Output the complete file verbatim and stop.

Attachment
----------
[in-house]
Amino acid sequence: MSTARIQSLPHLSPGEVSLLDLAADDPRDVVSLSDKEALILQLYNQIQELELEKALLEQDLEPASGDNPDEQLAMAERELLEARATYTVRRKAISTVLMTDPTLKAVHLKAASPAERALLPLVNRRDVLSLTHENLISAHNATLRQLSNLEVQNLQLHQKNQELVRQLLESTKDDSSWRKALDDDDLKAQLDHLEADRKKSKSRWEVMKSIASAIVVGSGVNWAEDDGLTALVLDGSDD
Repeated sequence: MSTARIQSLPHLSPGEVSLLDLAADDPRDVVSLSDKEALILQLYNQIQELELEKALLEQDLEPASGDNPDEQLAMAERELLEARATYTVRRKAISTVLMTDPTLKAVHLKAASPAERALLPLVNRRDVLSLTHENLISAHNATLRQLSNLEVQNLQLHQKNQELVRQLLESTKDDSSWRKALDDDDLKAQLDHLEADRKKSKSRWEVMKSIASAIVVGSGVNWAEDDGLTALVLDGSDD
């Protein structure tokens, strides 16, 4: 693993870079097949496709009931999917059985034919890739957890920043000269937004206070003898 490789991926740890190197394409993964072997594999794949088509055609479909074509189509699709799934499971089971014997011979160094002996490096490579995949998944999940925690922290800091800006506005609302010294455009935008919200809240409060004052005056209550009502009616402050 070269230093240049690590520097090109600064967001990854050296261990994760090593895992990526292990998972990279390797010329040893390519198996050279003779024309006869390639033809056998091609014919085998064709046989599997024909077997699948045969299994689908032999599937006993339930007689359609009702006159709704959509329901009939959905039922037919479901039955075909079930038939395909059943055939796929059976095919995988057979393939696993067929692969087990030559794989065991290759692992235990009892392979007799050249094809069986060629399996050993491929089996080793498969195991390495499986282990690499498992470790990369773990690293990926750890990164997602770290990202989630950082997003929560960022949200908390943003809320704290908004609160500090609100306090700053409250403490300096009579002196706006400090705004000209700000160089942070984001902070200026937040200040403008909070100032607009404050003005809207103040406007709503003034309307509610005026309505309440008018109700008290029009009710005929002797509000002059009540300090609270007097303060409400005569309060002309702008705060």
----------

[in-house]
Amino acid sequence: MSTARIQSLPHLSPGEVSLLDLAADDPRDVVSLSDKEALILQLYNQIQELELEKALLEQDLEPASGDNPDEQLAMAERELLEARATYTVRRKAISTVLMTDPTLKAVHLKAASPAERALLPLVNRRDVLSLTHENLISAHNATLRQLSNLEVQNLQLHQKNQELVRQLLESTKDDSSWRKALDDDDLKAQLDHLEADRKKSKSRWEVMKSIASAIVVGSGVNWAEDDGLTALVLDGSDD
Repeated sequence: MSTARIQSLPHLSPGEVSLLDLAADDPRDVVSLSDKEALILQLYNQIQELELEKALLEQDLEPASGDNPDEQLAMAERELLEARATYTVRRKAISTVLMTDPTLKAVHLKAASPAERALLPLVNRRDVLSLTHENLISAHNATLRQLSNLEVQNLQLHQKNQELVRQLLESTKDDSSWRKALDDDDLKAQLDHLEADRKKSKSRWEVMKSIASAIVVGSGVNWAEDDGLTALVLDGSDD
């Protein structure tokens, strides 16, 4: 693993870079097949496709009931999917059985034919890739957890920043000269937004206070003898 490789991926740890190197394409993964072997594999794949088509055609479909074509189509699709799934499971089971014997011979160094002996490096490579995949998944999940925690922290800091800006506005609302010294455009935008919200809240409060004052005056209550009502009616402050 070269230093240049690590520097090109600064967001990854050296261990994760090593895992990526292990998972990279390797010329040893390519198996050279003779024309006869390639033809056998091609014919085998064709046989599997024909077997699948045969299994689908032999599937006993339930007689359609009702006159709704959509329901009939959905039922037919479901039955075909079930038939395909059943055939796929059976095919995988057979393939696993067929692969087990030559794989065991290759692992235990009892392979007799050249094809069986060629399996050993491929089996080793498969195991390495499986282990690499498992470790990369773990690293990926750890990164997602770290990202989630950082997003929560960022949200908390943003809320704290908004609160500090609100306090700053409250403490300096009579002196706006400090705004000209700000160089942070984001902070200026937040200040403008909070100032607009404050003005809207103040406007709503003034309307509610005026309505309440008018109700008290029009009710005929002797509000002059009540300090609270007097303060409400005569309060002309702008705060």